By Brian Brandon

As you may know, Time Warner suffered a nationwide internet outage on August 27th.

It lasted just three hours, but with a system as big and centralized as Time Warner’s, what would have been an inconvenience for a smaller provider became a debacle big enough to warrant a story in Time.

The cause of the outage was surprisingly small.  In the words of the company’s own press release: “During an overnight network maintenance activity in which we were managing IP addresses, an erroneous configuration was propagated throughout our national backbone, resulting in a network outage.”  In layman’s terms, that means someone messed up a setting on the central line that local and regional networks connect to in order to carry data.TWC-Outage-Map 2

But that little configuration left eleven and a half million subscribers without internet, shutting down coverage for large swaths of the country, including New York and Los Angeles, where they hold a virtual monopoly.

Our last article focused on the costs a single business is hit with when their internet goes out, so just try to imagine the amount of money that’s lost when an ISP fails on that scale.

This is one of the inherent problems with monopolies and centralization.  If one company’s providing everyone’s internet, and that company goes out, their customers are left stranded.

This is especially noteworthy in light of Time Warner’s ongoing attempts to merge with Comcast.  If this deal goes through, the resulting creation will be the world’s largest cable provider, controlling almost half of America’s wired broadband services.   However, the merger, in the words of Georgetown University professor Betsy Sigman, “could increase the likelihood of a massive super outage.”  And if that super-outage happens, customers will have fewer places to turn to get their internet back.  Many won’t have any, forcing them to watch helplessly as their online businesses bleed out.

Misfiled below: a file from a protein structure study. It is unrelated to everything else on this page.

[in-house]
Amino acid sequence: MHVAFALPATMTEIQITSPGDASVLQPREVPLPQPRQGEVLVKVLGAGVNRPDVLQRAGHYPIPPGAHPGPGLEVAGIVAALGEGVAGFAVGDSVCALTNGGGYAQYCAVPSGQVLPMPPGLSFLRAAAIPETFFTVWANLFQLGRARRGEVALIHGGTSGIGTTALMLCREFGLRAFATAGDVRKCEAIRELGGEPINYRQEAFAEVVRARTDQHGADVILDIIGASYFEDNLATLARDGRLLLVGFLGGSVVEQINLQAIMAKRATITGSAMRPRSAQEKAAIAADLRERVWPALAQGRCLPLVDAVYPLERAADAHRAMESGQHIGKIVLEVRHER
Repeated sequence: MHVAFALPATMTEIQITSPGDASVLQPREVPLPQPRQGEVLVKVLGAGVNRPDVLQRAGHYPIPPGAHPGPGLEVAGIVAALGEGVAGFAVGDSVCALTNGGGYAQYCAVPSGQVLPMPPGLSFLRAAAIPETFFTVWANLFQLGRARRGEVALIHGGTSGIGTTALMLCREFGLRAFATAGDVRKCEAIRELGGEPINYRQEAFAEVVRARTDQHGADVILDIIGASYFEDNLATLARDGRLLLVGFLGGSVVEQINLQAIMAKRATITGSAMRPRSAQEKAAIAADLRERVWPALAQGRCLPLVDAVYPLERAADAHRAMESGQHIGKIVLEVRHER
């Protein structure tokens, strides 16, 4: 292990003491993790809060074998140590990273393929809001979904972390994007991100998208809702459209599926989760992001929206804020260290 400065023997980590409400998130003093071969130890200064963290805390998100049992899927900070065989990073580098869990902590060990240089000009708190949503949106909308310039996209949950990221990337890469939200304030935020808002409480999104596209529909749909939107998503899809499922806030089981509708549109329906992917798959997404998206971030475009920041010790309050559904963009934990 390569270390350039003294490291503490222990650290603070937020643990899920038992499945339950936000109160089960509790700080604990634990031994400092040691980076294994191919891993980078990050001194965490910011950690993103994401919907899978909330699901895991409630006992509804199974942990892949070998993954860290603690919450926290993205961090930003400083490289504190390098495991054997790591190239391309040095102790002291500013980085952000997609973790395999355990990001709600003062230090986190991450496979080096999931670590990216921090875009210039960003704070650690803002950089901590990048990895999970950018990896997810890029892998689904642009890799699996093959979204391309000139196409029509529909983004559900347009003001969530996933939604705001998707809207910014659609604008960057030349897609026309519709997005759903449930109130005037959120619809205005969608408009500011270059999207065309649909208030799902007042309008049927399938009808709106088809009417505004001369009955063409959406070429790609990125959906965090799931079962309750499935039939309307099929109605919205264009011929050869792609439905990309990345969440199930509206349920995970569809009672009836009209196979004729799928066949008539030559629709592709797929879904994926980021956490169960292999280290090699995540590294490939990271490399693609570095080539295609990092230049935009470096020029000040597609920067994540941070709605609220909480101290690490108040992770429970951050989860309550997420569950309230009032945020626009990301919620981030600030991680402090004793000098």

And are Time Warner themselves prepared for a “super-outage?”  Just five days after this one, Time Warner agreed to pay a $1.1 million penalty to the Federal Communications Commission for neglecting to file “a substantial number” of other outage reports.  These weren’t little ones, either.  Federal law states that a company only has to report an outage to the FCC if it lasts more than thirty minutes, and could (among a few other circumstances) either cause massive interruptions to customers’ phones and internet, or interfere with emergency services.  Apparently, even with these standards, there were still too many for Time Warner to report them all.  The writing was on the wall, but it seems they often chose to ignore it.

That brings me to another problem with mega-corporations.  As proved by recent tragedies like the banking crisis and the gulf oil spill, they’re also very difficult to hold accountable.  With no competition and no one except the government, which is very susceptible to lobbyist influence, to oversee them, they often suffer no severe consequences for causing problems that affect millions of people.

However, the fact that a mere three hours of outage can cause such crippling effects tells us not just about our internet service providers, but about the internet itself, and how integral it is to the functioning of successful businesses today.  New York governor Anthony Cuomo called the situation “a stark reminder that out economy is increasingly dependent on a reliable broadband network.”

And here at vUnity, we agree.

21 Sep 2014

What Do Internet Outages Cost Your Company?

By Brian Brandon


Here at vUnity, we talk a lot about how few outages we have. But why does that matter? How do internet outages affect your business, anyway?

Well, a quarter of business owners report that their business shuts down completely when their internet goes out. And even if you stay up, things can go south in many other ways. And these can run up all kinds of costs, both countable and not.

Let’s look at some of them.

Calculating the Costs

Most outages occur in the middle of the night for scheduled maintenance. These are annoying, especially if you weren’t expecting them, but they’re not the worst ones. Chances are your customers are in the same country as you, so unless your business is massive, it’s not likely that many of them will be buying at two in the morning.